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Friday, September 29, 2006

"Every composer should be his own Carver"
-- William Billings, American composer, 1746 - 1800.

He wrote a hymn during the Revolutionary War that was an early contender to become America's national anthem. It's called "Chester,"after the name of a town called Chester, though the link between the song and the title is obscure. It is a stately, nice, but somewhat stodgy tune. I'd like to hear more by him.
Tune names in colonial times were usually named after cities and towns, with apparently no connection between them. (I conduct a church choir in Sudbury, Mass., so we sing Billings' "Sudbury" a lot, but the name itself is arbitrary.) Sometimes distant places factor in, too: Billings has an "Africa," and one of the more famous tunes is Timothy Swan's "China."

Billings does have one great local piece, though; it's called "Lamentation Over Boston." He takes the words to Super flumina Babylon and changes them so all the places are Massachusetts specific—"On the shores of Watertown, by the waters of the Charles, we sat down and wept," etc. It's a riot.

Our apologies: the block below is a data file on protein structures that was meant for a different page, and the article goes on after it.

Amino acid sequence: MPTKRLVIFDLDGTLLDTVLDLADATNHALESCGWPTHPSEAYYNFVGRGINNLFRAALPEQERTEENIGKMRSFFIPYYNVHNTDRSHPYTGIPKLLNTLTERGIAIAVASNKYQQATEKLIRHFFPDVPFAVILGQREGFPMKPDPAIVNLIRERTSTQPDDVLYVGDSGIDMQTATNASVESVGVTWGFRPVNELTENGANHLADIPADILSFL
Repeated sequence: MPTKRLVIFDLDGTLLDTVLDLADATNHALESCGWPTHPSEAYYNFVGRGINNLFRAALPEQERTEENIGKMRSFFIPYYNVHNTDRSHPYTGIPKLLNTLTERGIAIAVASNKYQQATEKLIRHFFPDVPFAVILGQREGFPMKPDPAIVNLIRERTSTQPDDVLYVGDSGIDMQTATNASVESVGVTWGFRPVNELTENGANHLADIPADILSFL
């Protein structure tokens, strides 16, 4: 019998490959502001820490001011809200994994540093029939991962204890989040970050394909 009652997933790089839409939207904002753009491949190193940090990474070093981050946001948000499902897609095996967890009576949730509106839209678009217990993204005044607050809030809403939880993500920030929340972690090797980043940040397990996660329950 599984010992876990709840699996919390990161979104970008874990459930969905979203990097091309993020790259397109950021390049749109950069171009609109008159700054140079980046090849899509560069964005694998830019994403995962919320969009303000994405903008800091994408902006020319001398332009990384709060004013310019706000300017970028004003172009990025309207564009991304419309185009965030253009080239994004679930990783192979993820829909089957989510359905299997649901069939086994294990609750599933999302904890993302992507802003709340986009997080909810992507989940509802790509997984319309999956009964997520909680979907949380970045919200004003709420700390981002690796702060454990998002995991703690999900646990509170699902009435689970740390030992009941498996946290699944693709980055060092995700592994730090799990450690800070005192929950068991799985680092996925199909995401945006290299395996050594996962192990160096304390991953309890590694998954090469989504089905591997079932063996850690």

Thanks for the explanation and tips! I will look in the library for more Billings. I had heard "Chester," in a band arrangement, and a few other hymns. What got me thinking about Billings again again was hearing William Schuman's elaboration-fantasy on "Chester," which I liked a lot.
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